• The Legislature should take steps to make annual allocations of production taxes more predictable for local taxing jurisdictions. (p. 42)
  • The Legislature should establish a process to improve the use of production tax for one-time legislative grants to local jurisdictions. (p. 84)
  • The Legislature should specify criteria in law for use of surplus funds in the Taconite Property Tax Relief account. (p. 87)
  • The Legislature should remove the prohibition against using Taconite Economic Development Fund monies for certain mobile mining equipment. Further, it should clarify the intended uses of the fund. (p. 90)
  • The Legislature should ensure that outdated mineral taxation statutes are deleted and erroneous statutes corrected. (p. 102)
  • The Department of Revenue should maintain accurate historical information on mineral taxation that is broadly accessible to users and corrected in real time as errors are found. (p. 103)


  1. Ranger47 says

    Good summary Aaron. We’ll see just how willing the DFL’ers are in becoming more transparent, clear, fair and balanced.
    Say…does the IRRRB believe one of the top job creators is high speed internet in all Rangers homes? If so, how much have they invested in getting this done?

  2. I am still amazed that there is not an uproar over tax dollars going to Meyer Associates. I guess when you call $650,000 small potatoes no one cares. Transparency and the IRRRB go together like gasoline and matches. It has been a DFL slush fund for the last 25 yrs.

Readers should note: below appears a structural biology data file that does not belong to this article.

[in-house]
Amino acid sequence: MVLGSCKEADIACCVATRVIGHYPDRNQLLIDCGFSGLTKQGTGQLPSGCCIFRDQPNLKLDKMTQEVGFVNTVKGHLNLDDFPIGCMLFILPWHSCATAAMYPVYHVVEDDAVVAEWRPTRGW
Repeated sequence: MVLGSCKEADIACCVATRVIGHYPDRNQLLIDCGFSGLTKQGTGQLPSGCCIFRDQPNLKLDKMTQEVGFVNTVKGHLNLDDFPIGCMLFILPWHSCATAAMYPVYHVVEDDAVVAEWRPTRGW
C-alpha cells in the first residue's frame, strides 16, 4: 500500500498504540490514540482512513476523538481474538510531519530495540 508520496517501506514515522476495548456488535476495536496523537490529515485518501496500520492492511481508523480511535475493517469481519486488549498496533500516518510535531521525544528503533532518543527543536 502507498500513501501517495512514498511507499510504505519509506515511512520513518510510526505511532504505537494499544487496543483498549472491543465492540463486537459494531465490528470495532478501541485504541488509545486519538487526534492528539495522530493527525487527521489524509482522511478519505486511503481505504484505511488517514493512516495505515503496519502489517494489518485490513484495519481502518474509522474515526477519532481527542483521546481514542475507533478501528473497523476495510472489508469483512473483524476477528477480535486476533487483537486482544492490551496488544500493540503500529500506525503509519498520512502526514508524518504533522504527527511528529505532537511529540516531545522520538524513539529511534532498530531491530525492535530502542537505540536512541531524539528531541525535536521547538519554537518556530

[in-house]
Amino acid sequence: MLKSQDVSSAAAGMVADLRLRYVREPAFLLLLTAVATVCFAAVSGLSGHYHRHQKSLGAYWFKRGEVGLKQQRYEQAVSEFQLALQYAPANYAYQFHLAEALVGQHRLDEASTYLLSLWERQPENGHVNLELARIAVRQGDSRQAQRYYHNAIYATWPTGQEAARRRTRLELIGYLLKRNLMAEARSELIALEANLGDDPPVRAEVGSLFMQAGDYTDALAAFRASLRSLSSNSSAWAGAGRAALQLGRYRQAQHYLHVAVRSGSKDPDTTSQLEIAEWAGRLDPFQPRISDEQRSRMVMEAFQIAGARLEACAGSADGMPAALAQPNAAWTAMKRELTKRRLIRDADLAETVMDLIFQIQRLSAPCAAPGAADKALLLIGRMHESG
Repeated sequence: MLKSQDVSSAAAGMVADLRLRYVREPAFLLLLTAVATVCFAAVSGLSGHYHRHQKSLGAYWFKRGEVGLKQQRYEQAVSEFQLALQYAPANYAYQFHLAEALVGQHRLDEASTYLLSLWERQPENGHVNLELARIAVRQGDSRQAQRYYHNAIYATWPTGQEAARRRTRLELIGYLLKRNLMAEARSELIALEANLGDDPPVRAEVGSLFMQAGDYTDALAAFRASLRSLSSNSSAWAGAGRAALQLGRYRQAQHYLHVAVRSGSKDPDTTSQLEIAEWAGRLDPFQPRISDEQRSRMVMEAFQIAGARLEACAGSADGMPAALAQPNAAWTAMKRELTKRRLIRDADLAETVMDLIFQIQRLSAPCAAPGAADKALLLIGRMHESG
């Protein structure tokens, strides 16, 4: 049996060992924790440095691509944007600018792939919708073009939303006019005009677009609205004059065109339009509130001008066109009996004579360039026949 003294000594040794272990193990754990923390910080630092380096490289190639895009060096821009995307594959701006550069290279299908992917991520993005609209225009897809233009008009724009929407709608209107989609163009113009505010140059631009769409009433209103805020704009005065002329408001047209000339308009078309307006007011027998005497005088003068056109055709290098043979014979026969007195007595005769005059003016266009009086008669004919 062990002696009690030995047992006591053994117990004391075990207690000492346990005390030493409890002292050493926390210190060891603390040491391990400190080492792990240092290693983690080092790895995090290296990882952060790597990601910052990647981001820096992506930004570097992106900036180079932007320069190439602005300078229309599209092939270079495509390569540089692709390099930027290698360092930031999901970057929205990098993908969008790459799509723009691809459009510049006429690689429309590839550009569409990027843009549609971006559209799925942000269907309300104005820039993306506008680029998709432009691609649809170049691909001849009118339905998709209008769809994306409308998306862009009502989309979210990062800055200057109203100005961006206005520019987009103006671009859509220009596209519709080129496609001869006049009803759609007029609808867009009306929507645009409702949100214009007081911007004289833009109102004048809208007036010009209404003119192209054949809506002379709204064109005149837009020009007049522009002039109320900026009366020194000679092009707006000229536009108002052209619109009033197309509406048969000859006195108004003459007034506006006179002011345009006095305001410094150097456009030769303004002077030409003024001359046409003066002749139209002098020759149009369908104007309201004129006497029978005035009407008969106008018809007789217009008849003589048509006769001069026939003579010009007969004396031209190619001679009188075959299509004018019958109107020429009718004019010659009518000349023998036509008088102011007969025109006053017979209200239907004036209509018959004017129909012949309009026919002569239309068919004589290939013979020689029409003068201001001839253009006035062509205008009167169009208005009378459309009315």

• Alex Novak says

      Nepotism-cronyism. This is how Washington/Chicago style politics work. Don’t ask questions , shut up and keep begging. That’s the sum total of transparency in Range Pork Politics.

      • More like Cleveland. I see the Range as similar to Cleveland. Cleveland still doesn’t get it. Pittsburgh is right there, but Cleveland can’t figure it out.

        • Alex Novak says

          This entire region has been so worked over by the labor left politics of failure it hurts. Just ask the 700 to 1000 job losers if it hurts. No more chop stick factories please. The leaders of the region need to ask Washington not Governor goofy why not us. Range politicians have been deceitfull for years. Our iron ore is meaningfull in the worlds market. Stop playing global economic games. Stop trying to create this global economy at our expense.

  3. Did the IRRRB ever deny support to a company who would have done telemarketing more for the Republican party? Does anyone know if Meyer and Associates ever turned down a contract for work with another political party or organization who wanted to use their services? Just wondering …

    I knew quite a few people who worked at Meyers and most were pretty OK with their jobs during the earlier years – the pay was better than minimum and the schedule was flexible. They would have had no problem calling for the NRA or Republicans or Fox News or whoever as long as they we getting paid. It was a job, and for some people, it was their family’s only income in 2008-2010. (Have to be pretty thick-skinned to make all those calls and not take it personal being yelled at, but some people did well at it.)